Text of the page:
“Could you please sit at this table?” the waiter asked, indicating a move across the narrow aisle to yet another table. “Four more guests are coming,” he said, meaning to join the young-ish couple.
“Of course,” I said.
The couple nodded and thanked me, and I moved and opened my book again.
It wasn't until my meal came (no. 20 – Nummer zwanzig – on the menu, and a lot of food) that I realised the man at the table next to me (on the other side) was also alone. We were both sitting on the same side of our tables, so both facing towards the open kitchen, though I was reading and he wasn't. I wondered who looked the sadder.
I had clearly come prepared, expecting to be alone. I had a book which clearly did not fit in my bag, so I must have intended bringing it. Whereas he had nothing except the menu to look at, and the distance to stare into.
Perhaps we could have had a conversation.
Though maybe by not having a book he looked like he was expecting someone else to join him. So does that mean he was not as sad a sight as I was ... or more of one?
Of course I have no idea what his English was like. Maybe we could have had a conversation in German, if he had done most of the talking.
In between turning pages while I ate, I looked at the cutlery stamped with the restaurant's name in the handles (downmarket IKEA), and the plates stamped with the restaurant's name (green on yellow, around the edge) and thought that the restaurant was probably the swankiest Turkish eating place in Hamburg I had seen. Which, actually, is not saying much.
Eating by yourself is no fun. You can feel the stares (and non-existent stares) of others feeling sorry for you. (I do the same when I see others dining alone, and I am with company.) But in a popular restaurant on a busy Friday night you can lose yourself in the noise and the bustle and the food. And your book, if you have one.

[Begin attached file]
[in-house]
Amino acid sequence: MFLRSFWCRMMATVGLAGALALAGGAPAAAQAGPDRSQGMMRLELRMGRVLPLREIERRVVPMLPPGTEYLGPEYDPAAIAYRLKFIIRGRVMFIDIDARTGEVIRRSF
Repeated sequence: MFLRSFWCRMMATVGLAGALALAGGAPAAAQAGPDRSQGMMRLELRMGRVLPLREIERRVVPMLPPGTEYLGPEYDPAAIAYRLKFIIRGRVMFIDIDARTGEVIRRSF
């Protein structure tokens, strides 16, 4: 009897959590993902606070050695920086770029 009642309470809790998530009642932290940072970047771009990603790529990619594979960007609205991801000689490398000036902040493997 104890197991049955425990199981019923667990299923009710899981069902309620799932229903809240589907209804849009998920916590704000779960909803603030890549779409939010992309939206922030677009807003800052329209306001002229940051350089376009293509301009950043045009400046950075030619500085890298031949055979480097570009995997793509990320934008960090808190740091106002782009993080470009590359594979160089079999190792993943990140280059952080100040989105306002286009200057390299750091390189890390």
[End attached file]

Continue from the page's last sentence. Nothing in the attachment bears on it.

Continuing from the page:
The man at the table next to me left and soon after I was finished too, knife and fork placed on the plate in the way I understand to mean I am finished and yes, I am well-mannered and cultured enough to know this is the way you show you have finished your meal.
So I got up to leave, having paid ("Ich möchte bitte zahlen"), and as I put on my jumper and light rain coat, grabbed my umbrella, put my wallet in my bag and picked up my book, another man sat down at the table next to me.
He looked like he had a glass of milk, though I think it was some kind of yoghurt drink. He was easily 10, 15 years younger than me and I thought, hmmm, wonder how many more meals he will have by himself. Bring a book, I wanted to tell him.
As I walked through the door to leave I had to wend my way through a crowd waiting for tables. None of them looked like they were by themselves. None of them had books either. But somehow the noise of the patrons and the hectic kitchen action made me glad I had at least been part of it, if only for a short time, the time it took to eat my Nummer zwanzig.
Because there was no way I was going to linger at my table afterwards: that would have made me look truly sad.
published 9 April 2011